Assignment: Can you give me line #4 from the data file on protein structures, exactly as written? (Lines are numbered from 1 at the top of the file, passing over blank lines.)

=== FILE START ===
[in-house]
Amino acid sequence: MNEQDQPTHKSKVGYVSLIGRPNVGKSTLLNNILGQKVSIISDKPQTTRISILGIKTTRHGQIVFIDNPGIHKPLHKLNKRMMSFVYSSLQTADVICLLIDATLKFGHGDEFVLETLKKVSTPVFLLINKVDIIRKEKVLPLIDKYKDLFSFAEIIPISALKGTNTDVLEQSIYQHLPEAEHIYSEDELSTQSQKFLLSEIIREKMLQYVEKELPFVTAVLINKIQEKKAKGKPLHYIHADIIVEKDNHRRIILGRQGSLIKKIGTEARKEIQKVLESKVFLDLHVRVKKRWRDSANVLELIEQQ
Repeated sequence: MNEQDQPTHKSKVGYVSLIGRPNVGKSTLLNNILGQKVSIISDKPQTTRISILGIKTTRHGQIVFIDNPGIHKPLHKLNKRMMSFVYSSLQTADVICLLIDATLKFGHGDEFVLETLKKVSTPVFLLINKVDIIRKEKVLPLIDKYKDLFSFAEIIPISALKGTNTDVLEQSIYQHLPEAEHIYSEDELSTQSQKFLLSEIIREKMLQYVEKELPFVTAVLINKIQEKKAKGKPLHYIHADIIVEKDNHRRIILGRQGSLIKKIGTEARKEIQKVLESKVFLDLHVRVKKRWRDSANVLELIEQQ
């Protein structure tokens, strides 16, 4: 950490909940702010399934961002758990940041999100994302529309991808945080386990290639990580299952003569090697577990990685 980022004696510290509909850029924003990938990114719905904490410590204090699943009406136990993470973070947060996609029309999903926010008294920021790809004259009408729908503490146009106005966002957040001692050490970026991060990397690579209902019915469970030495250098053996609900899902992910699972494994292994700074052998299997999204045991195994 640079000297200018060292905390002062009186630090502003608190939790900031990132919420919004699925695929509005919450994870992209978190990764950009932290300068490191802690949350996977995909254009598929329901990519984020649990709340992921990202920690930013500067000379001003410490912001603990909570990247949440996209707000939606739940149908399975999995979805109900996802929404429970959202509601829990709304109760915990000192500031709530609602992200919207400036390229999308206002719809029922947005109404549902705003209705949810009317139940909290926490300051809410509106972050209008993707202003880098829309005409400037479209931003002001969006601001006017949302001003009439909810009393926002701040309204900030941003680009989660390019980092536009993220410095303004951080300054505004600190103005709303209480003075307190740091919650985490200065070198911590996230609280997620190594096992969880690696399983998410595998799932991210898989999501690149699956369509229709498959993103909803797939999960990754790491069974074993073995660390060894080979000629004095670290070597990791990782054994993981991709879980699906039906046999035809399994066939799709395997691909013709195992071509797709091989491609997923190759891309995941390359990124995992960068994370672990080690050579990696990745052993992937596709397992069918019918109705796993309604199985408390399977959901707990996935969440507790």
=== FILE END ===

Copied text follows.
């Protein structure tokens, strides 16, 4: 950490909940702010399934961002758990940041999100994302529309991808945080386990290639990580299952003569090697577990990685 980022004696510290509909850029924003990938990114719905904490410590204090699943009406136990993470973070947060996609029309999903926010008294920021790809004259009408729908503490146009106005966002957040001692050490970026991060990397690579209902019915469970030495250098053996609900899902992910699972494994292994700074052998299997999204045991195994 640079000297200018060292905390002062009186630090502003608190939790900031990132919420919004699925695929509005919450994870992209978190990764950009932290300068490191802690949350996977995909254009598929329901990519984020649990709340992921990202920690930013500067000379001003410490912001603990909570990247949440996209707000939606739940149908399975999995979805109900996802929404429970959202509601829990709304109760915990000192500031709530609602992200919207400036390229999308206002719809029922947005109404549902705003209705949810009317139940909290926490300051809410509106972050209008993707202003880098829309005409400037479209931003002001969006601001006017949302001003009439909810009393926002701040309204900030941003680009989660390019980092536009993220410095303004951080300054505004600190103005709303209480003075307190740091919650985490200065070198911590996230609280997620190594096992969880690696399983998410595998799932991210898989999501690149699956369509229709498959993103909803797939999960990754790491069974074993073995660390060894080979000629004095670290070597990791990782054994993981991709879980699906039906046999035809399994066939799709395997691909013709195992071509797709091989491609997923190759891309995941390359990124995992960068994370672990080690050579990696990745052993992937596709397992069918019918109705796993309604199985408390399977959901707990996935969440507790």